Eggum panoramic site, Vestvågøy, Lofoten, Norway – architect: Snøhetta
Eggum is a panoramic site on the Vestvågøy island, in the Lofoten archipelago, also renowned for its architecture designed by Norwegian office Snøhetta. The site is part of the Lofoten Scenic Route which spans 230 kilometers / 140 miles across various island of the archipelago.
Located near a fishing village of the same name in an elevated position overlooking the Arctic Ocean, the Eggum site is very popular in Summer as a panoramic point and a camping place from which to see the midnight sun and to admire the spectacular natural scenery around due to its.
A former WW2 German radar station, built on a hillock and vaguely resembling a medieval guard tower (the locals call it “The Fort”, indeed), makes the site easily recognizable from the distance.
The Eggum site with the old WW2 radar installation known as “The Fort” seen from the distance, the hill on which the radar station was built is called “Kvalhausen”; photo Steinar Skaar
In 2007, a 5,500-square-meter / 59,000-square-foot area of the Eggum site underwent a complete renovation aimed to regulate the tourists’ access, to mimimize their impact on the delicate natural environment around, and to provide some basic services to both visitors and staff.
Conceived by award-winning architectural firm Snøhetta, the project comprises separated parking areas for automobiles and caravans; an open-air amphitheater; a service building; hiking trails; and a sculpture by Swiss artist Markus Raetz.
Overall, Snøhetta’s design is characterized by an approach which emphasizes sustainability and integration with landscape. For example, the amphitheater was largely created making use of a preexisting borrow pit.
The parking spaces and the retaining walls which encircle the amphitheater were built using gabions filled with locally-sourced rocks, in order to create a unifying effect and to accord the new constructions with the surrounding rocky landscape, both visually and symbolically.
Partially “carved” into the hill on which the radar installation lies, the small 20-square-meter / 215-square-foot service building is made up of two parts: a concrete structure – containing three public toilets and a technical space – buried into the mound, and a wood-clad volume, protruding from the hill slope, which accommodates a multi-purpose room and a small kitchen.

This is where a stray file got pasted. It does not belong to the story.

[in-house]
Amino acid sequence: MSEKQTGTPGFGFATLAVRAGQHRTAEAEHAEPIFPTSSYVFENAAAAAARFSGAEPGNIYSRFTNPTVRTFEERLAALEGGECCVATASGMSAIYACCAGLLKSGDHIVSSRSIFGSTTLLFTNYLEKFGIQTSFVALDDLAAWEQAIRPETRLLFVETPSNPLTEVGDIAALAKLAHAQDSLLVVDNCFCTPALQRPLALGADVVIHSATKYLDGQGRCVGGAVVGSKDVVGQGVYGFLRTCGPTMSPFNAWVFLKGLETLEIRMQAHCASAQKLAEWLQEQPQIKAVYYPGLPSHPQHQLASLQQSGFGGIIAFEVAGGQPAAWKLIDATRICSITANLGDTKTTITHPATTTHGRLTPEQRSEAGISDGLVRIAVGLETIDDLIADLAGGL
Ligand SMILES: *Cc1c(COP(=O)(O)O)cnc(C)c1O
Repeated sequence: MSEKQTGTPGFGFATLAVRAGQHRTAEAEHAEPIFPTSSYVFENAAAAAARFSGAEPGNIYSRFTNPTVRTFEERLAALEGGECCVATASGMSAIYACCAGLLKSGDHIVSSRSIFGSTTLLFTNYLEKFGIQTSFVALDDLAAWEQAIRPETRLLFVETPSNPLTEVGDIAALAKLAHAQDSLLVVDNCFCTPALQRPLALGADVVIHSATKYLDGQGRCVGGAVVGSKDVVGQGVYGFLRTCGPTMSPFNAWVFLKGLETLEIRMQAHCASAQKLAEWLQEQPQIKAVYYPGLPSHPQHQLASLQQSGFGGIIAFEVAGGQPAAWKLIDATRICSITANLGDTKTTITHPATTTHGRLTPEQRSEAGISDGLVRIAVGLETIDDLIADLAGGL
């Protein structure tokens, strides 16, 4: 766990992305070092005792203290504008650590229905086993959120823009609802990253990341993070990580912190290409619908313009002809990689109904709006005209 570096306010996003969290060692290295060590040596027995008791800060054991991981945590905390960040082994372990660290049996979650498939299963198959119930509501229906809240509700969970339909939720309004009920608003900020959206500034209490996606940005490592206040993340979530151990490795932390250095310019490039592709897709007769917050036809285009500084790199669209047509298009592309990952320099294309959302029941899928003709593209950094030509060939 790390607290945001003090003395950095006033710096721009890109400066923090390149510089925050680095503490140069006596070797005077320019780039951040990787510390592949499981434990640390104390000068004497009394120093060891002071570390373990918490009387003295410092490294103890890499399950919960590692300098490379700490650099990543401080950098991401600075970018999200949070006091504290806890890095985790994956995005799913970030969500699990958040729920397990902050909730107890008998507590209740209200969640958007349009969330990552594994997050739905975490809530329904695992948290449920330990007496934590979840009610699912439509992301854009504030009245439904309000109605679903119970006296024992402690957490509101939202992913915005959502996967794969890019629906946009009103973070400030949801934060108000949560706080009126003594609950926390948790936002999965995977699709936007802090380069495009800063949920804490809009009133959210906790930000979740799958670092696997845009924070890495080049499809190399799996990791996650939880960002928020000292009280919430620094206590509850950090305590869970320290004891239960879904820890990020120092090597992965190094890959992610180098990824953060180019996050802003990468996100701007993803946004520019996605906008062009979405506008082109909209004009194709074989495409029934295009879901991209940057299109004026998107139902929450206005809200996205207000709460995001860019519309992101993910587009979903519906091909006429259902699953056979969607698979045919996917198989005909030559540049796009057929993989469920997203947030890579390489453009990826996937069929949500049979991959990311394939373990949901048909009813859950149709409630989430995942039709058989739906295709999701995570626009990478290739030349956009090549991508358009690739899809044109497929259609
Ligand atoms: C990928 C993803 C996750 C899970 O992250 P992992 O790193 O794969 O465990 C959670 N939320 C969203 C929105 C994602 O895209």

The wood planks used to clad the building walls and roof, both internally and externally, were sawed from driftwood collected on a shore nearby.
View of the Vestvågøy island coastline near Eggum; photo Judith
View of the Eggum site from south-west; photo Steinar Skaar
Eggum, the amphitheater and the service building; photo Lars Nordbye
Eggum, site plan; image: Snøhetta
The service building from south-east; photo Steinar Skaar
Service building, plan and longitudinal section; images: Snøhetta
The open-air amphitheater is oriented so that everyone can experience the midnight sun in the best way; photo Steinar Skaar
Eggum, the wood planks used for the service building cladding were sewed from driftwood collected on a beach close to the panoramic site; photos Steinar Skaar
The gabion walls which define the amphitheater and the parking areas were filled with locally sourced stones; photo Steinar Skaar
Views of the Eggum service building and amphitheater designed by Snøhetta from (top to bottom) south-east, east, and north; photos Steinar Skaar
The Hode sculpture by Markus Raetz represents a human head watching the sea, which appears upright or turned upside down depending on the observer’s point of view
All photos courtesy of Norwegian Scenic Routes